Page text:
Take up your cross


Jesus says “Take up your cross and Follow me” What is my cross? and what steps can I take to Identify my cross?


A cross is any sort of suffering that you have.


Just identify what holds you back from obeying God. Paul described it as a thorn in his side. For some, it is an ongoing desire to drink alcohol excessively. For someone else, it could be desires for the same-sex. My cross is dealing with a mental illness (I have psychosis). A cross is something that tries to hinder you from obeying God.

Ask the Lord to show you what the cross is in your life and how to cope with it. What He says to you is way more important than what I can offer in a forum post.


Now it is actually a misprint. It should read “Take up your crossword and follow me.” Fortunately I love crosswords, especially cryptic ones. And man I love sudoku too!


I remember reading an amazing thought decades ago (so I have no idea who the author was) about what the crosses are in our lives.

What this author said, basically, is that the cross is not the sacrifice we choose for ourselves. It’s not abstaining from meat or coffee or sugar or some other pleasure during lent, though those sacrifices are all good.

The cross Christ is talking about is the sacrifice we do not choose for ourselves, the one that repulses us, that we despise, that we beg God to take from us, that we would give anything to get rid of. When Jesus was about to embrace His cross, He begged the Father to take it from Him – “but not my will but Yours be done.”

Praying for my ex-husband sometimes occurred to me as a cross in the early years of divorce. Accepting the mangling of my hand some years back occurred to me as a cross. Accepting my state in life as a single, middle-aged mom sometimes occurs to me as a cross.

What all those things have in common is that, at times, I cannot stand their presence in my life. I am repulsed by the very thought of their existence in my life, and the thought of acceptance, of prayer, and even of praise seems beyond impossible for me.

The cross makes you want to cry out to God,

“Take this from me!”

And then we relinquish our will to His.

In reality – thanks be to God – most of us don’t have this sort of cross on a daily basis. So we take up the little pinpricks of daily life. And those are our micro-crosses. :blush:

We fulfill our daily responsibilities with cheerfulness and determination. We show kindness and patience when we’d rather be impatient and rude. We generously give of our time and talents without seeking or expecting reward or recognition. And so on.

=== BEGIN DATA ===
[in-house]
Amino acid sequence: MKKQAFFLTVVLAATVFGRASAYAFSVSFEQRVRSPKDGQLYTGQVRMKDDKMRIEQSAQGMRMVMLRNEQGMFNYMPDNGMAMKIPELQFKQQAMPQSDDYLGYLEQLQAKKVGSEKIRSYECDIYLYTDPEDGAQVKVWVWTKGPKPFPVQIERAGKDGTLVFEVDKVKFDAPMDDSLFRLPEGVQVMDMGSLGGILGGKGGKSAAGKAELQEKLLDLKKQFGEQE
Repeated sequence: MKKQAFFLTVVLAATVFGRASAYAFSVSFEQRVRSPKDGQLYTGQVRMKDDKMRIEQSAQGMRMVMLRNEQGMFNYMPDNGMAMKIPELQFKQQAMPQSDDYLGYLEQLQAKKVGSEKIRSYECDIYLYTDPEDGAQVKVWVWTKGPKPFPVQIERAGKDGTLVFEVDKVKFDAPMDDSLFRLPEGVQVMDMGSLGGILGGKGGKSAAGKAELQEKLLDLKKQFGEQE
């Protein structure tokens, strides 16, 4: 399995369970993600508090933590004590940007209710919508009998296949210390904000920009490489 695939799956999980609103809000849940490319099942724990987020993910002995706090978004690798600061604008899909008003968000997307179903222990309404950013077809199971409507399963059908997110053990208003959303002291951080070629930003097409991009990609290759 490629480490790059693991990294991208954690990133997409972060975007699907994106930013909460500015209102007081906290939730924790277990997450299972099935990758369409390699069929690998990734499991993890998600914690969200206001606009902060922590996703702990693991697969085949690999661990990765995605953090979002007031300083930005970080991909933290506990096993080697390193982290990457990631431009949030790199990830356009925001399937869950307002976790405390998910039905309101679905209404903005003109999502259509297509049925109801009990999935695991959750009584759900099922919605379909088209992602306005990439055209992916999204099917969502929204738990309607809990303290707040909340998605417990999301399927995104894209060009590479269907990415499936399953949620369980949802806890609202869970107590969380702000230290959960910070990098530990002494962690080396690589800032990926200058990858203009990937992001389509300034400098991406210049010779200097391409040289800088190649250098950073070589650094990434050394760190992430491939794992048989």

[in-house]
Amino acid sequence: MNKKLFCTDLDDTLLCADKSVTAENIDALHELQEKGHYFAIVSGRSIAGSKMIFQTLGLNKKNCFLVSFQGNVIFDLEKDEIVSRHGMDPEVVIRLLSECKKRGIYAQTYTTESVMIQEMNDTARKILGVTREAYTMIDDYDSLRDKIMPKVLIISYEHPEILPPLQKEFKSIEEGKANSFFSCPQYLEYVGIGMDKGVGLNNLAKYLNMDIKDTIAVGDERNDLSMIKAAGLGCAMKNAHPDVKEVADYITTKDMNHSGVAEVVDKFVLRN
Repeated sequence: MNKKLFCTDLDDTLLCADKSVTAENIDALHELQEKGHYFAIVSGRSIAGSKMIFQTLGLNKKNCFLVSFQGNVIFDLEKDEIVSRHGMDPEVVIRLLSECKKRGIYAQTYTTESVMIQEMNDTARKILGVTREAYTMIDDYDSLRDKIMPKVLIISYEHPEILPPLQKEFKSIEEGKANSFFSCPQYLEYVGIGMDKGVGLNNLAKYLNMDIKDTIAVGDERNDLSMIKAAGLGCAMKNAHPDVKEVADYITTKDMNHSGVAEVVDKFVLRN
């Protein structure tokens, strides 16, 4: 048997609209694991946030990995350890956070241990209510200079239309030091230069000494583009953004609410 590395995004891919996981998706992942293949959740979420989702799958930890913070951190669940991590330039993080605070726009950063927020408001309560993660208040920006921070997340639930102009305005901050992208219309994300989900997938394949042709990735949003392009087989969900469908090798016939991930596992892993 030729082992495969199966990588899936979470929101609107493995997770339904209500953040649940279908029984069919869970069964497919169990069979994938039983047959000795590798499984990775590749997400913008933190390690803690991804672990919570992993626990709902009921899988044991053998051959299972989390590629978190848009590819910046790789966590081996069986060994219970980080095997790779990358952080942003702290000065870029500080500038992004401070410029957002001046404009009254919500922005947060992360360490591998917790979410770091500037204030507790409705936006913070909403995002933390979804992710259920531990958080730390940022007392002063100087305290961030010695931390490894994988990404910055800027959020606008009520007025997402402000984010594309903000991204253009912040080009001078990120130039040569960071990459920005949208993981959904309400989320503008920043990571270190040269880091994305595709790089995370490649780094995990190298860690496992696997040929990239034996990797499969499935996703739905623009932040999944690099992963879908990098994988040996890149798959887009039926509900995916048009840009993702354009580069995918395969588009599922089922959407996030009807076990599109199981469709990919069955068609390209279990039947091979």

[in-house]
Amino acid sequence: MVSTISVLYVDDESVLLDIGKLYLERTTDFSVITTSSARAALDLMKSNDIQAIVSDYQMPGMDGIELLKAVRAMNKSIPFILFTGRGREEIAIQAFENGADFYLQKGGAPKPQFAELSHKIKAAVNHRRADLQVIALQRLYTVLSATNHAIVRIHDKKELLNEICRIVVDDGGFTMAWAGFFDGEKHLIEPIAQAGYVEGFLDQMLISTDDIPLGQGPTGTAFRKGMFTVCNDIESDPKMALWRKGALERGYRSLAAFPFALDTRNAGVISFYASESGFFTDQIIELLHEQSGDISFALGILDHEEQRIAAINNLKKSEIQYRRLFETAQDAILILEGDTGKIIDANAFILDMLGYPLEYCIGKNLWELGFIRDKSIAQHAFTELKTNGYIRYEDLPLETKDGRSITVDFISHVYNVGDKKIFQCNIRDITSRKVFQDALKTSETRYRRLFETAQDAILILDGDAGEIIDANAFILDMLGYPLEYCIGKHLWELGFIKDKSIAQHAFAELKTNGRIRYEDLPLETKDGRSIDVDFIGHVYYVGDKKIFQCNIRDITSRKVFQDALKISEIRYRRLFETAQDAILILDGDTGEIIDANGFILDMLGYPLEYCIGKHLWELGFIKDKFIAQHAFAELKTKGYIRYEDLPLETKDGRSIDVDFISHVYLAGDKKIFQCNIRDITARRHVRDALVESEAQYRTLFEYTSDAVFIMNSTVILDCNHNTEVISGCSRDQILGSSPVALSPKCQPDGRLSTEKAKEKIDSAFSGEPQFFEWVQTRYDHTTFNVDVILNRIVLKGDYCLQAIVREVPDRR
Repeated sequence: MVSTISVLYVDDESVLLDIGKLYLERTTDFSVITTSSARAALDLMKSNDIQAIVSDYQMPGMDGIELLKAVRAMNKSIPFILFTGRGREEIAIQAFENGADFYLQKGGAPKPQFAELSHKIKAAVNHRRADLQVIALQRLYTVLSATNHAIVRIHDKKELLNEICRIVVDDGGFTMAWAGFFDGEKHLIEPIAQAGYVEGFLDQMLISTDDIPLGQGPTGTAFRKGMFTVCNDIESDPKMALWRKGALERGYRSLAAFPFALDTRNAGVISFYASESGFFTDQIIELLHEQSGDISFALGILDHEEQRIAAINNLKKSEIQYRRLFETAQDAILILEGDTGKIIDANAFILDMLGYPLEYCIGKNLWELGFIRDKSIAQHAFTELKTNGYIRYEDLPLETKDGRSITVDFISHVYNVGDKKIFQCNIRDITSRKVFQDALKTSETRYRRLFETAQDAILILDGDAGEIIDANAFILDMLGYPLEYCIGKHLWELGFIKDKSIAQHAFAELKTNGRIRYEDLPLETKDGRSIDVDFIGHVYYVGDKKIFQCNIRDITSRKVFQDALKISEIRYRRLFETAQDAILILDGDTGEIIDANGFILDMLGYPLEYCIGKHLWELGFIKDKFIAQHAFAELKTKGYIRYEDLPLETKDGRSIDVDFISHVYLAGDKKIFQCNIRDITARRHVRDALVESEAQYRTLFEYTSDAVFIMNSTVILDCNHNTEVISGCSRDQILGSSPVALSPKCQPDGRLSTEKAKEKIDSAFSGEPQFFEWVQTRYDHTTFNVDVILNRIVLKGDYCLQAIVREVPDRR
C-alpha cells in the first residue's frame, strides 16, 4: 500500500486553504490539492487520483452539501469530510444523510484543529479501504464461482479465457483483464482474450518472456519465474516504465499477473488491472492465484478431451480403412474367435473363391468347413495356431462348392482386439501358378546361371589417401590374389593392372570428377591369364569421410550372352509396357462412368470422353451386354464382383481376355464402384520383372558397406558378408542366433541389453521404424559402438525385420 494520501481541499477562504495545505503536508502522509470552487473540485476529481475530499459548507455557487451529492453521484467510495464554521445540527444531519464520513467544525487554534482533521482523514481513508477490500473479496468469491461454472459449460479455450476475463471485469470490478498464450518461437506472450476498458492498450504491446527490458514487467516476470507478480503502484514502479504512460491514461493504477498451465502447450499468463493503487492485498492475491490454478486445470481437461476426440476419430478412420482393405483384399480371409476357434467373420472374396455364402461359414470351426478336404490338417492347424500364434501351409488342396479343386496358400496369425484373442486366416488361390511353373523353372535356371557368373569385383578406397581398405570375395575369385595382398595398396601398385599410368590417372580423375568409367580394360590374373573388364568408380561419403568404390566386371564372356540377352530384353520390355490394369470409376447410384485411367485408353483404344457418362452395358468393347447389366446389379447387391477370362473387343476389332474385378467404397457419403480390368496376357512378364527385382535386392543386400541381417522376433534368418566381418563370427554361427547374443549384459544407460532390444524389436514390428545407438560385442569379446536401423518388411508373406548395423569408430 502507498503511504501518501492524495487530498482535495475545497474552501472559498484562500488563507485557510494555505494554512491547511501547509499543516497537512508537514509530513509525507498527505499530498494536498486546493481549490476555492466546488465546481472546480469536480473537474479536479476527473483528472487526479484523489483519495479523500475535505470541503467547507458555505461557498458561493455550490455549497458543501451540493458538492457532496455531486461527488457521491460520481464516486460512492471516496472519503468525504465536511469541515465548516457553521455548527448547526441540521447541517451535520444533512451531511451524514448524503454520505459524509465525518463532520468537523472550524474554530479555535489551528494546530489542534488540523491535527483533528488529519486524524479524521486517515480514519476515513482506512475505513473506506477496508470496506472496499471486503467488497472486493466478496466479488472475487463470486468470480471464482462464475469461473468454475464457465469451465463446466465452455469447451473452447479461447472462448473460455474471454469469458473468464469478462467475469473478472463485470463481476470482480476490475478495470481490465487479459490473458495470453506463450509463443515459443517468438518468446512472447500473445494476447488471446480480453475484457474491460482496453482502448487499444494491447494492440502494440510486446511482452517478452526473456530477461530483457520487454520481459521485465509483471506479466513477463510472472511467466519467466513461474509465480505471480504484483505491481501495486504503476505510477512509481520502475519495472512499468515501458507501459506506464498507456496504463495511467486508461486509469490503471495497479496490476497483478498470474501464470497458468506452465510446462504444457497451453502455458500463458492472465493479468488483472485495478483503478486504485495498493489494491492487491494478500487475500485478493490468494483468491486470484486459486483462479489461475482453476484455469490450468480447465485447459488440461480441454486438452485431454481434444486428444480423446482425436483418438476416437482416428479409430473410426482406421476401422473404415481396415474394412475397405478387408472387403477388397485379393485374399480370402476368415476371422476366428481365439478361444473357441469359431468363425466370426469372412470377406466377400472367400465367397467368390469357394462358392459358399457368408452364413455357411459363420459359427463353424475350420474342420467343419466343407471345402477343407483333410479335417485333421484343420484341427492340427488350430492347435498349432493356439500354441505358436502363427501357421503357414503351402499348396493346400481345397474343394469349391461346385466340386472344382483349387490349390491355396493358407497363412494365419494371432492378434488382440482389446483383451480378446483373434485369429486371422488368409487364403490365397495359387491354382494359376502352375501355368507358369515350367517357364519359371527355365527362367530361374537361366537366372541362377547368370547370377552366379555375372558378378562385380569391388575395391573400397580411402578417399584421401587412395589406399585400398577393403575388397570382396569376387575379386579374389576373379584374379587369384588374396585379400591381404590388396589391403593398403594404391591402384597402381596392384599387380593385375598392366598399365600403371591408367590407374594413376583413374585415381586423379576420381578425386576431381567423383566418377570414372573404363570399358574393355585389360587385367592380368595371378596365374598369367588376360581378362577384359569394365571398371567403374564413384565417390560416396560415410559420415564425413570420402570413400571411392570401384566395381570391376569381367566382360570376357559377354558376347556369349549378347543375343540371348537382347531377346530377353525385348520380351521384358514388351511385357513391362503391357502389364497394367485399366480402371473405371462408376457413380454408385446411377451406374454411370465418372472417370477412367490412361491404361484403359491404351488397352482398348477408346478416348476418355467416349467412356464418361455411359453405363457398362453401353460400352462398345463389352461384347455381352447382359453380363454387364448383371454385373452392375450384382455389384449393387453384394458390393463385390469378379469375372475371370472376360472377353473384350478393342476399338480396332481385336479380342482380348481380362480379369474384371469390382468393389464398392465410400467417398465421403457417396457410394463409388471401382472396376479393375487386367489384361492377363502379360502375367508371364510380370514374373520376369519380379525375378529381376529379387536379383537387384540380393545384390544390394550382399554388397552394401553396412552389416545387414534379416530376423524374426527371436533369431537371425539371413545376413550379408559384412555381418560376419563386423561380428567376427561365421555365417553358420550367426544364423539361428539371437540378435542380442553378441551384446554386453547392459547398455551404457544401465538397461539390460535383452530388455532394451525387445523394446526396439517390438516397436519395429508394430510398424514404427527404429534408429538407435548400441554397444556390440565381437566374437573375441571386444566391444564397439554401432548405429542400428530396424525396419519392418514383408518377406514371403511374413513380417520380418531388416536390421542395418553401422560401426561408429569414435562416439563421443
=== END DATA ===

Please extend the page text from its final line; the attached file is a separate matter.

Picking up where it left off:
There’s nothing wrong with the wee crosses, however. St Therese of Lisieux based her Little Way on taking these up daily, hourly, moment by moment. God sanctified her through those and made her one of the greatest Saints of modern times, and a Doctor of the Church.


I agree with this. It is the unavoidable suffering that has the power to make you cry out ‘Why me, Lord?’

In my case, my cross is my SSA. It causes many of the faithful to treat me as an outcast, enforces an unwanted celibacy, and prevents me from finding profound physical and emotional fulfillment with a romantic partner. And yet, if the truth were known, I rejoice in this cross. It has had so many good effects in my life. It has taught me empathy for others, as well as continence in my personal life, and has allowed me to look past the physical aspects of the people I meet and focus on their inner selves. I wouldn’t trade this cross for any other, and aspire to please Christ by taking it up and carrying it faithfully and soberly.


Forgiving is part of our cross. Sometimes it is initiated by the words and nothing else. It can be a cross we carry for a long time.


@tmcfrancis , I think you will find that the cross Jesus asks us to take up and follow Him will be the difficult things we encounter as we follow Jesus .


More addictive than crack cocaine. I call it seppuku.


What is SSA?


Conservative Catholic speak for “LGBT”. It stands for “Same-sex attraction”.


Jesus’ teaching in his own words, from his Sermon on the Mount:
'Blessed are the peacemakers, for they will be called sons of God.


Bearing injustice with patience is a spiritual act of mercy, and will certainly be rewarded.